Stu says: Five observations following Ipswich Town’s 3-0 defeat at Millwall
PUBLISHED: 17:01 27 October 2018 | UPDATED: 18:57 27 October 2018
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Ipswich Town lost 3-0 at Millwall in front of new manager Paul Lambert this afternoon. STUART WATSON gives his snap verdict.
Caretaker boss Bryan Klug did the minor surgery he felt was needed to provide balance and allow his players’ prime qualities to be best utilised.
There were three changes to the team that lost 2-0 at Leeds on Wednesday night. More interestingly, he put players in different roles than they had been operating to accommodate a 3-5-2 system.
Trevoh Chalobah has been nurtured as a ball-playing centre-back by Cheslea and England, but had been too inexperienced and defensively suspect for that role under Paul Hurst. Klug – keen for his team to be able to play from back to front – immediately moved him into a back three alongside Luke Chambers and Matthew Pennington.
Grant Ward, who had been playing on the left wing under Hurst, shifted to right wing-back, with Jonas Knudsen on the opposite side.
Andre Dozzell, rested at Elland Road, came straight back into the side to provide the vision and creativity needed to feed the feet of strike duo Freddie Sears and Kayden Jackson. Cole Skuse and Flynn Downes were to provide the cover.
None of the above really matters when you have such a big frailty as Town.
Yes, there’s no doubting what has to be top of Paul Lambert’s list of things to sort out... set-pieces.
Millwall are one of the best in the league at scoring from them. Town are one of the worst at defending them. The nature of the crucial opening goal therefore shouldn’t have come as that big a surprise.
Big centre-back Jake Cooper peeled away from Chalobah at the far post to head a deep corner back into the mix and, after the ball hit Cole Skuses’ arm, Lee Gregory reacted quickest to hook home the loose ball from close range. Town players’ appeals for a foul were a little desperate.
It was very similar to Sheffield Wednesday’s opener at Hillsborough when Lucas Joao pulled away from Chalobah at the far post.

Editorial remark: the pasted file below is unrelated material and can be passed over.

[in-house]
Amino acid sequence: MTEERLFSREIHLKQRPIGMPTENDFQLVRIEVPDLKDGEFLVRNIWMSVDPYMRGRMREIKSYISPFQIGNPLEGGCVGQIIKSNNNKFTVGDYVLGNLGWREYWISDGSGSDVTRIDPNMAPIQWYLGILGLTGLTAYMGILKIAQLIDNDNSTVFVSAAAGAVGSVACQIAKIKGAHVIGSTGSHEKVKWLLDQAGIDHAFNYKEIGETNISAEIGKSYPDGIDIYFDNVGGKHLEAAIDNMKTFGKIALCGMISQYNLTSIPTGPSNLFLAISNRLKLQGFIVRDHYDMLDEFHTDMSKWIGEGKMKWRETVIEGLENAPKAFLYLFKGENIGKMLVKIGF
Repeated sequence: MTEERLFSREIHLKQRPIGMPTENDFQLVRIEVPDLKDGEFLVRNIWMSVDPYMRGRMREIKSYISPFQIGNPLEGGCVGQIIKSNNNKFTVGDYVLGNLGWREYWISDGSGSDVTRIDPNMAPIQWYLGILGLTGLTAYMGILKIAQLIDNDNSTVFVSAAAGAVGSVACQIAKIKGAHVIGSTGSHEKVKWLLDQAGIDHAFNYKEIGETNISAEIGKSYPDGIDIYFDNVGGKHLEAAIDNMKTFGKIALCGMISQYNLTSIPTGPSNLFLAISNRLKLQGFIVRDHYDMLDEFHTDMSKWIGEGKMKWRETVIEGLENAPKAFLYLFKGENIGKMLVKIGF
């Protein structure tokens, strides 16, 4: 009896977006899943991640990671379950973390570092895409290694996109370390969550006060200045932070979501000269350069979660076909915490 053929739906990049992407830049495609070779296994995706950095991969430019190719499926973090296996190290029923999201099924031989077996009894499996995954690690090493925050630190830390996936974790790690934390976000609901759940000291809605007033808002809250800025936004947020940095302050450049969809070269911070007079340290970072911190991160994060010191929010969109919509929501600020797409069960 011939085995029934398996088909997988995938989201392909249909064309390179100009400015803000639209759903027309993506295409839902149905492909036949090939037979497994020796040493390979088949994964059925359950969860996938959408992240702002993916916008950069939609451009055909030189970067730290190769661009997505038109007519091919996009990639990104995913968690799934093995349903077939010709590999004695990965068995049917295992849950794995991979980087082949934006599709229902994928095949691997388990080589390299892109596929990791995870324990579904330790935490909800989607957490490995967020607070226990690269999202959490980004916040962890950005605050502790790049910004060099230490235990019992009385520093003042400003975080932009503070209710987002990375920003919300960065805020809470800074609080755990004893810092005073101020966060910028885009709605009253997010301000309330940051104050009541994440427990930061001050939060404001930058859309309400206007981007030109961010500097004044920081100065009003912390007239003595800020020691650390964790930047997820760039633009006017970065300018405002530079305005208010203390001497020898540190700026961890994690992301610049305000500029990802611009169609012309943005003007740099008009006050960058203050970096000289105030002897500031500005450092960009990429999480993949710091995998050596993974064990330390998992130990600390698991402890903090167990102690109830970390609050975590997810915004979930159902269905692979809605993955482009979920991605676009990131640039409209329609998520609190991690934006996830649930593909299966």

The killer second, scored six minutes after the restart (more on that in a moment), came from a poorly defended long throw.
It means, of the 25 league goals conceded by Ipswich this season, 12 of them have now come from dead ball situations (not including penalties).
It’s so fragile right now.
Town had actually enjoyed a reasonably bright start. There had been a zip about the warm-up and that carried into the game as the visitors played with positivity. Twice the Lions had to make last-ditch interventions following clever Freddie Sears movement in the box.
Falling behind changed all of that. Millwall got on top and Town dropped deep.
Neil Harris’ men had gone close just prior to the opener when Ryan Leonard’s crisp volley had flown narrowly wide.
They had two more big set-piece chances before the half was up too. Shaun Hutchinson fired across the face of goal after Downes could only glance a whipped Jiri Skalak free-kick delivery from the left further into danger. Then towering striker Tom Elliott headed a Shane Ferguson free-kick delivery from the other side straight at Bartosz Bialkowski.
Cole Skuse had gone into this game with an ankle problem. He was substituted at the break and replaced by Jordan Spence. It remained 3-5-2, with Ward moving into central midfield.
Could Town get back into this match? We never get the chance to find out because they always seem to go and shoot themselves in the foot again rather than finding a foothold.
The source of the goal... you guessed it, a dead ball. This time a long Leonard throw from the left was flicked on at the near post by Cooper and Gregory was on the spot to turn the ball into the net from close-range little more than five minutes after the restart.
For the seventh successive away game Town had conceded a killer second. It’s only at Rotherham and Exeter, back in August, that they haven’t let in more than one.
A third followed in the 70th minute and it was another poor one. This time a Shane Ferguson cross from the left sailed over Chalobah’s head and Bartosz Bialkowski, racing off his line, clattered into Luke Chambers when making a punch. Leonard was able to hook the ball into the unguarded net from the edge of the box.
Lambert watched from the directors’ box with his coat up around his mouth and flat cap down near his eyes. He will not have liked what he saw one bit.
The fiery Scot will have known this was big rescue mission, but perhaps not realised just how big. He’s taken on struggling clubs mid-season before, but none in a position as bad as this.
He meets staff and players at the training ground for the first time tomorrow and no doubt will have a few home truths to tell.
Ipswich Town Football Club have not played outside of the top two divisions of English football since 1957. They are currently rock-bottom – there can be no quibbles about that definition now – with nine points from 15 games.
Hull, the nearest placed side, moved three clear with a 1-0 win Bolton. The gap to safety has widened to five.
There are nine matches to play before Lambert gets the chance to add players to this squad in January. The damage could be done by then.
Lambert has to somehow get more out of this group of players and fast. The next two – home to Preston and away to Reading – already look like relegation six-pointers and we’re not even into November yet.